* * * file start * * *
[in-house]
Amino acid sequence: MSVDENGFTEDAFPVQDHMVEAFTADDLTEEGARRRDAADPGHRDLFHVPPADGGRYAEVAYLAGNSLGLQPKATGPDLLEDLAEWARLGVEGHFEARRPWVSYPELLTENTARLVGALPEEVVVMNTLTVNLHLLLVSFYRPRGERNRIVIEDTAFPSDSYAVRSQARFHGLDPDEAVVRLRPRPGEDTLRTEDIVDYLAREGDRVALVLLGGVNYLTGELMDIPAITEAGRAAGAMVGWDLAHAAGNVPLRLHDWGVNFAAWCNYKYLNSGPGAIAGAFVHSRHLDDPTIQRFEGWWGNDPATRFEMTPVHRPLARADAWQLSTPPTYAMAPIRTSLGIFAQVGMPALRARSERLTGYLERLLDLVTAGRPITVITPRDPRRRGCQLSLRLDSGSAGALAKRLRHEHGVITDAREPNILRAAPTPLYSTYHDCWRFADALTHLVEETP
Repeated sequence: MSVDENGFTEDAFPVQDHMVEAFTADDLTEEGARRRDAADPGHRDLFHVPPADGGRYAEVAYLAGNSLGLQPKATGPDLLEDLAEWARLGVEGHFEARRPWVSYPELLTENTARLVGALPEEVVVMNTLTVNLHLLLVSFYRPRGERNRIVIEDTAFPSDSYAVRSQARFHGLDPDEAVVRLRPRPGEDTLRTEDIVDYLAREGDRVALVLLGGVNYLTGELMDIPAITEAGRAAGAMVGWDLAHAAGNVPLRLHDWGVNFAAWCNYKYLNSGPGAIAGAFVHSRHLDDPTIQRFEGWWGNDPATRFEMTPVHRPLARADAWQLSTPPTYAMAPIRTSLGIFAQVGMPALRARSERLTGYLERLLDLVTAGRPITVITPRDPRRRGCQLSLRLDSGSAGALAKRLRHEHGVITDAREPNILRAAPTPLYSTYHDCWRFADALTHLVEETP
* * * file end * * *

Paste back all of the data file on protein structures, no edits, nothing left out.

[in-house]
Amino acid sequence: MSVDENGFTEDAFPVQDHMVEAFTADDLTEEGARRRDAADPGHRDLFHVPPADGGRYAEVAYLAGNSLGLQPKATGPDLLEDLAEWARLGVEGHFEARRPWVSYPELLTENTARLVGALPEEVVVMNTLTVNLHLLLVSFYRPRGERNRIVIEDTAFPSDSYAVRSQARFHGLDPDEAVVRLRPRPGEDTLRTEDIVDYLAREGDRVALVLLGGVNYLTGELMDIPAITEAGRAAGAMVGWDLAHAAGNVPLRLHDWGVNFAAWCNYKYLNSGPGAIAGAFVHSRHLDDPTIQRFEGWWGNDPATRFEMTPVHRPLARADAWQLSTPPTYAMAPIRTSLGIFAQVGMPALRARSERLTGYLERLLDLVTAGRPITVITPRDPRRRGCQLSLRLDSGSAGALAKRLRHEHGVITDAREPNILRAAPTPLYSTYHDCWRFADALTHLVEETP
Repeated sequence: MSVDENGFTEDAFPVQDHMVEAFTADDLTEEGARRRDAADPGHRDLFHVPPADGGRYAEVAYLAGNSLGLQPKATGPDLLEDLAEWARLGVEGHFEARRPWVSYPELLTENTARLVGALPEEVVVMNTLTVNLHLLLVSFYRPRGERNRIVIEDTAFPSDSYAVRSQARFHGLDPDEAVVRLRPRPGEDTLRTEDIVDYLAREGDRVALVLLGGVNYLTGELMDIPAITEAGRAAGAMVGWDLAHAAGNVPLRLHDWGVNFAAWCNYKYLNSGPGAIAGAFVHSRHLDDPTIQRFEGWWGNDPATRFEMTPVHRPLARADAWQLSTPPTYAMAPIRTSLGIFAQVGMPALRARSERLTGYLERLLDLVTAGRPITVITPRDPRRRGCQLSLRLDSGSAGALAKRLRHEHGVITDAREPNILRAAPTPLYSTYHDCWRFADALTHLVEETP